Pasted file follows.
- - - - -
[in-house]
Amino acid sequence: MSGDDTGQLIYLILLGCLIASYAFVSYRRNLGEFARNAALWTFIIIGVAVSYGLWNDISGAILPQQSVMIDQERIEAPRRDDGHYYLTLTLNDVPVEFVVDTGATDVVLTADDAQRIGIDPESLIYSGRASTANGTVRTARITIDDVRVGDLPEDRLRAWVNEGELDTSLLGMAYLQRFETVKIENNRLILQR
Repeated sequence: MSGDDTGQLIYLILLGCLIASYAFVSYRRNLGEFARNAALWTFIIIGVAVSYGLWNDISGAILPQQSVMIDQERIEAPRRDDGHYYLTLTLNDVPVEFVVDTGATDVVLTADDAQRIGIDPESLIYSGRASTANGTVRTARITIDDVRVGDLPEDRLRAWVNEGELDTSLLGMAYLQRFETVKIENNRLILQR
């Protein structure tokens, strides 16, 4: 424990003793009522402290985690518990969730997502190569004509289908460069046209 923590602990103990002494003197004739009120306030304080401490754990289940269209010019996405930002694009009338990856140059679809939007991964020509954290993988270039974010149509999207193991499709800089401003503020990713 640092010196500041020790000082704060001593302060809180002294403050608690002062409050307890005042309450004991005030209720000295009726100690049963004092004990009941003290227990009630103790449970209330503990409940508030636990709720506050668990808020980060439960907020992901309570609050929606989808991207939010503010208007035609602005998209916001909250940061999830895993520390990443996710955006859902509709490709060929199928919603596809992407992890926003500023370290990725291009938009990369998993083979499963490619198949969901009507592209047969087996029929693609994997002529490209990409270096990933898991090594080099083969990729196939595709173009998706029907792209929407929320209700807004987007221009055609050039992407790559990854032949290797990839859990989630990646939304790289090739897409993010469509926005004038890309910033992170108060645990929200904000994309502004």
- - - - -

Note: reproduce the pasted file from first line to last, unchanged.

[in-house]
Amino acid sequence: MSGDDTGQLIYLILLGCLIASYAFVSYRRNLGEFARNAALWTFIIIGVAVSYGLWNDISGAILPQQSVMIDQERIEAPRRDDGHYYLTLTLNDVPVEFVVDTGATDVVLTADDAQRIGIDPESLIYSGRASTANGTVRTARITIDDVRVGDLPEDRLRAWVNEGELDTSLLGMAYLQRFETVKIENNRLILQR
Repeated sequence: MSGDDTGQLIYLILLGCLIASYAFVSYRRNLGEFARNAALWTFIIIGVAVSYGLWNDISGAILPQQSVMIDQERIEAPRRDDGHYYLTLTLNDVPVEFVVDTGATDVVLTADDAQRIGIDPESLIYSGRASTANGTVRTARITIDDVRVGDLPEDRLRAWVNEGELDTSLLGMAYLQRFETVKIENNRLILQR
């Protein structure tokens, strides 16, 4: 424990003793009522402290985690518990969730997502190569004509289908460069046209 923590602990103990002494003197004739009120306030304080401490754990289940269209010019996405930002694009009338990856140059679809939007991964020509954290993988270039974010149509999207193991499709800089401003503020990713 640092010196500041020790000082704060001593302060809180002294403050608690002062409050307890005042309450004991005030209720000295009726100690049963004092004990009941003290227990009630103790449970209330503990409940508030636990709720506050668990808020980060439960907020992901309570609050929606989808991207939010503010208007035609602005998209916001909250940061999830895993520390990443996710955006859902509709490709060929199928919603596809992407992890926003500023370290990725291009938009990369998993083979499963490619198949969901009507592209047969087996029929693609994997002529490209990409270096990933898991090594080099083969990729196939595709173009998706029907792209929407929320209700807004987007221009055609050039992407790559990854032949290797990839859990989630990646939304790289090739897409993010469509926005004038890309910033992170108060645990929200904000994309502004």